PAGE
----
Barry Porter doesn’t want you to take this the wrong way, but you can keep your canned corn, blankets and gently worn clothes.
He wants your money.
Porter, regional executive director of the American Red Cross, told me Wednesday that, while the organization appreciates the donations of food, clothing and blankets, cash is better.
“It’s easier to support the Red Cross with money,” he said, because money makes it easier for it to get what people need and to get what they need to them.
“I know it sounds kind of cold when I give you this answer, but we need money. We’re not equipped to handle canned goods and things like that,” Porter said when I called him and asked what can we in the Triangle do to help the people Up North whose lives have been devastated by Hurricane Sandy.
See, any time a tragedy occurs around here, we’re always eager to help, so it seemed likely that many of us would want to do more than just gaze helplessly at the waterlogged horror unfolding on TV.
“It’s not that we don’t need it,” Porter said of the donations many of us automatically think to make after a disaster, “but the time it takes to sort through it, organize it and transport it — it’s easier for us to go to the supplier and buy the food and blankets.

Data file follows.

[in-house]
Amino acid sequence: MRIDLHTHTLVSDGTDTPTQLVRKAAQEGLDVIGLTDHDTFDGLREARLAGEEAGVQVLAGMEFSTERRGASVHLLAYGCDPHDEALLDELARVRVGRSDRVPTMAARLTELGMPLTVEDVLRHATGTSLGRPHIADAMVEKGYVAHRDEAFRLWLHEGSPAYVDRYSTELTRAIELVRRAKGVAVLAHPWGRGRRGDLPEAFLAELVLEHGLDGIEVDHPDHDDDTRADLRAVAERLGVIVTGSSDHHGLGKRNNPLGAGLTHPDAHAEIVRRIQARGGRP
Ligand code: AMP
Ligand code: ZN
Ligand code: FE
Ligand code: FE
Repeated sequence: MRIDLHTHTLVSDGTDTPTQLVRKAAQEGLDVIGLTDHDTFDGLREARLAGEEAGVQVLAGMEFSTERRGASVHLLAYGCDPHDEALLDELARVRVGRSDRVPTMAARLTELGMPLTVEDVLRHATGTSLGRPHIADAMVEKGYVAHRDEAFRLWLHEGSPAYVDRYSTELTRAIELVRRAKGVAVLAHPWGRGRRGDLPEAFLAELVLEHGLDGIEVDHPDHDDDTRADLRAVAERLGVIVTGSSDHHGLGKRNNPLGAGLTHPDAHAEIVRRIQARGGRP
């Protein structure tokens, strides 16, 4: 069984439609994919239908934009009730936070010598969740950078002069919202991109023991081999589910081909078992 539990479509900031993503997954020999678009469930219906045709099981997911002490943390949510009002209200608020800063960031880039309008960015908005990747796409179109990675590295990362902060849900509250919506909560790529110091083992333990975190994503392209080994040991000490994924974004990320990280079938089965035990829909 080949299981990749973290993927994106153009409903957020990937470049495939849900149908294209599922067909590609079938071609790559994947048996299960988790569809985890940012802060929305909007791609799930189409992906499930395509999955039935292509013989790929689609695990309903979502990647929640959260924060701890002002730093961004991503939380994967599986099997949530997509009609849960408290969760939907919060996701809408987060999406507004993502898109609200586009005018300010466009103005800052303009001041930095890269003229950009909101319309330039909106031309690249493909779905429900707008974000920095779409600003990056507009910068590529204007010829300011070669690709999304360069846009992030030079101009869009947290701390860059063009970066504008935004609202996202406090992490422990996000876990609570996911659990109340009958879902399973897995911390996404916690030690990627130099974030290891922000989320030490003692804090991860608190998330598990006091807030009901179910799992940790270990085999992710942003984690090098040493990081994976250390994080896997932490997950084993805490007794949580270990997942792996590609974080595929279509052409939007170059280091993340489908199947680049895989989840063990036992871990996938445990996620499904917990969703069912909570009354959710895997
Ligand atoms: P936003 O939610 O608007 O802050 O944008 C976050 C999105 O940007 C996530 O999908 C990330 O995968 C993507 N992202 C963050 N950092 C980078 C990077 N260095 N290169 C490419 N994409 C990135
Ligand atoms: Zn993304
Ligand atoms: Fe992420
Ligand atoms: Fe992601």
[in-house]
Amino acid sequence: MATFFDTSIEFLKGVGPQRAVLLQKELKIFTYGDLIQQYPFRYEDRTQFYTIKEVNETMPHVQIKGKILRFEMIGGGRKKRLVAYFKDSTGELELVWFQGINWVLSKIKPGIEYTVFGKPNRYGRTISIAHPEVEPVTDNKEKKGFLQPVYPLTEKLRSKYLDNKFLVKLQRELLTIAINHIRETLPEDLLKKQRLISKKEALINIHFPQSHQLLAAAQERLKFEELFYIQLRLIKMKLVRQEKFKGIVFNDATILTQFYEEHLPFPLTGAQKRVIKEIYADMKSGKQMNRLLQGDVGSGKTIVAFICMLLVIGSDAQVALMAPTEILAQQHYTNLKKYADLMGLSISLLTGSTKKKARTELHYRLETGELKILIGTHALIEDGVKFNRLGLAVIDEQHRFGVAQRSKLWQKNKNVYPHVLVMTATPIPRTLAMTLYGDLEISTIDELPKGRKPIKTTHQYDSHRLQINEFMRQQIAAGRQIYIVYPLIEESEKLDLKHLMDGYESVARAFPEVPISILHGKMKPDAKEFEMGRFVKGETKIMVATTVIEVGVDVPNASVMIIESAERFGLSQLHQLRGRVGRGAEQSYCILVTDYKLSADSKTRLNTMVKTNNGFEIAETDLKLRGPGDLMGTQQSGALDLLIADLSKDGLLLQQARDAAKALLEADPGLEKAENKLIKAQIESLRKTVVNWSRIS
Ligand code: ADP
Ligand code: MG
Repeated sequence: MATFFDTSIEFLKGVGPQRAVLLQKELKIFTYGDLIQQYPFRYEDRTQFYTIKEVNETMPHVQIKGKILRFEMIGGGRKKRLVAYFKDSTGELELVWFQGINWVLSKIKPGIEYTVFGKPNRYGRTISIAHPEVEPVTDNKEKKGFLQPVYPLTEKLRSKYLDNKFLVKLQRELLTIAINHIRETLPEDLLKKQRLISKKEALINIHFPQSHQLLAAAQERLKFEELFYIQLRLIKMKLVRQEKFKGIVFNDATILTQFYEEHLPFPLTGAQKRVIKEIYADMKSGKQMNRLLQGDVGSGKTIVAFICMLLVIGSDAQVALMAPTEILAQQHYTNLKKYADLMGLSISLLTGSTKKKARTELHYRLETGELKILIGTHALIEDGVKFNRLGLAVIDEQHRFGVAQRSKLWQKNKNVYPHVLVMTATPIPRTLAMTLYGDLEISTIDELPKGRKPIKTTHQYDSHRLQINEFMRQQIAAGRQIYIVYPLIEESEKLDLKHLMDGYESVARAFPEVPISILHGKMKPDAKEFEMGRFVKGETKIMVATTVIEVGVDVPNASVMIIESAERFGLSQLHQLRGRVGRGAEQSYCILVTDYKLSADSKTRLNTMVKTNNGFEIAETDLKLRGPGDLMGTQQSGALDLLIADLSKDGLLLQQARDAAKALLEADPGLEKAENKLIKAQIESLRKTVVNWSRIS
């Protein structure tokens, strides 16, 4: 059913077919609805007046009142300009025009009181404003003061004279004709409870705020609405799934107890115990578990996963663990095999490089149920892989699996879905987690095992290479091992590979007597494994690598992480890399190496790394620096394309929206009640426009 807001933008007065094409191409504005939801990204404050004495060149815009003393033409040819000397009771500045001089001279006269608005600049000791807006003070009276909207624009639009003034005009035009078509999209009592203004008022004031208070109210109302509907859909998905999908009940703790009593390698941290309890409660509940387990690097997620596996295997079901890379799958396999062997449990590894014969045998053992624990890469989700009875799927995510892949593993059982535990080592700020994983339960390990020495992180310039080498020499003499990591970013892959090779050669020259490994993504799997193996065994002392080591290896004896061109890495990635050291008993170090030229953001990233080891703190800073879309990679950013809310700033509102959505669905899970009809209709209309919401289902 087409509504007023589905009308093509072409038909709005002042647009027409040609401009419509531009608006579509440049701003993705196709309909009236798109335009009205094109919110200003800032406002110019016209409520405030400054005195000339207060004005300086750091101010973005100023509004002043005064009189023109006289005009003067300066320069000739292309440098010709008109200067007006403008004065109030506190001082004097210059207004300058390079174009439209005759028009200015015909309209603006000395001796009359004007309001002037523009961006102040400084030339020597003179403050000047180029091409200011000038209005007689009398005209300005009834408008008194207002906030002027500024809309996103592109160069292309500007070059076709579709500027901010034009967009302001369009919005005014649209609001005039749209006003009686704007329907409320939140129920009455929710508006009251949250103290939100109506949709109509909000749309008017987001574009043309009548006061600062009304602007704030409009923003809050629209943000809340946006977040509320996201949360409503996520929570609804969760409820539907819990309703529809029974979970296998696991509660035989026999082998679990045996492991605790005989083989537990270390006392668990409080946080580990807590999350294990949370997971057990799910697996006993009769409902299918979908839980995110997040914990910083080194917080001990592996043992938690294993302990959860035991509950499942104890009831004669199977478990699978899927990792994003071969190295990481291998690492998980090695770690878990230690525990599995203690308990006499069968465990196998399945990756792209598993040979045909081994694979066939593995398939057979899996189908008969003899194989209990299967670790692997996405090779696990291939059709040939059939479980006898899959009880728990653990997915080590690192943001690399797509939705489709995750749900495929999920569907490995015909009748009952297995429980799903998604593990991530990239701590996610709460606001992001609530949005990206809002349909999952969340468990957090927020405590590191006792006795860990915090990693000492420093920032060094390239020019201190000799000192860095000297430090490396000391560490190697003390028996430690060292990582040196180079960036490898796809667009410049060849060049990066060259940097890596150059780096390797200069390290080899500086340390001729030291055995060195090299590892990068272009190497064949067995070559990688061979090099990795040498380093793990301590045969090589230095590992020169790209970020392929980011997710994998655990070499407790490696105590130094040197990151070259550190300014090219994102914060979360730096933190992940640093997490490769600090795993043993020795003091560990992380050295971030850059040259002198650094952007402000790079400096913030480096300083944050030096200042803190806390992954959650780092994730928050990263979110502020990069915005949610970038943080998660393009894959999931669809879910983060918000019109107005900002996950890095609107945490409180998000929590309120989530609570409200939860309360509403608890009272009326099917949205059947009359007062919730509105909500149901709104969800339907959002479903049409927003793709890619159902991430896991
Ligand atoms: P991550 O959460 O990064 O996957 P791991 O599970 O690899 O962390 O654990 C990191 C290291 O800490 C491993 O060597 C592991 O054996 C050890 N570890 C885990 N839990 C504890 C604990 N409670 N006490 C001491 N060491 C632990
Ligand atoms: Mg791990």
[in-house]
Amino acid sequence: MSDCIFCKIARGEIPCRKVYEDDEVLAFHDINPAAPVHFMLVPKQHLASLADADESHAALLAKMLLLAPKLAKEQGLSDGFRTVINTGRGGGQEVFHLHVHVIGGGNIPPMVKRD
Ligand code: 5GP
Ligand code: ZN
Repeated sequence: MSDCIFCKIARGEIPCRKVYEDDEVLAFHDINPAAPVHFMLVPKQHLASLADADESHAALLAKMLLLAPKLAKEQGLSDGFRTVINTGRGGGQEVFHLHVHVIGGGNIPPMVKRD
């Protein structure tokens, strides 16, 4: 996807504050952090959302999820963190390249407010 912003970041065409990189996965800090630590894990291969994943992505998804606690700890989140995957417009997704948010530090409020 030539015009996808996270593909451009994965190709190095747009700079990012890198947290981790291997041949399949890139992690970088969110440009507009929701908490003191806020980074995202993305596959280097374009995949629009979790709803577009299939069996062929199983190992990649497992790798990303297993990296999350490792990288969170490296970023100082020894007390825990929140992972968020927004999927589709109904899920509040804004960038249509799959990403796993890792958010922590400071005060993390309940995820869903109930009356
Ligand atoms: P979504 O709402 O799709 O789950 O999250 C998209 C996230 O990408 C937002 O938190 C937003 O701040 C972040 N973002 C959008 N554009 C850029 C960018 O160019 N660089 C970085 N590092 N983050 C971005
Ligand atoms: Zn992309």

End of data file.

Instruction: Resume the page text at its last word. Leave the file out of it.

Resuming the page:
“That’s a lower priority for us, but for others it’s a great way to help,” he said, noting that other charities — to which the Red Cross can provide a link — are better able to organize and distribute bulk items.
Because Sandy is the catastrophe that has captivated the nation’s attention right now, I asked if people can specify precisely where their contributions go.
Yes and no, Porter said. If the donation is big enough, like say, $100,000, people can specify that it go to a particular tragedy. “We will work with them to fulfill that designation,” he said.
That becomes more difficult with smaller donations, he said. “The average gift is about $57,” he said. “If you’re going to trust us with the gift, trust us to do the right thing with it.”
Trust? That might be easier said than done, considering what we’ve learned about some charitable organizations recently.
For instance: Remember a few months ago when I reported on a formerly beloved charity that admitted that 89 cents of every dollar it received went to administrative costs — mainly salaries — and only the remaining chump change went to the charity?
Mindful of that, it was heartening when Porter said 91cents of every dollar the Red Cross receives goes to actually helping people.
Blood is needed not because of blood used during Hurricane Sandy, he said, but to make up for blood that was not collected because of it. “Our supply in that part of the country was disrupted,” he said, citing Baltimore, Washington, New York, New Jersey and Philadelphia. Those cities “canceled 300 blood drives and lost 9,000 blood donations.”
To give blood, go to www.redcrossblood.org for the nearest site. To give money, you don’t have to go anywhere. Just text Red Cross at 90999 and $10 will be credited, click on www.redcross.org or send a check to your local Red Cross office.
Sure, most Yankees can often come across as insufferably independent, but everyone needs help sometimes.
Besides, in a situation like this, they’re not Yankees: they’re Americans.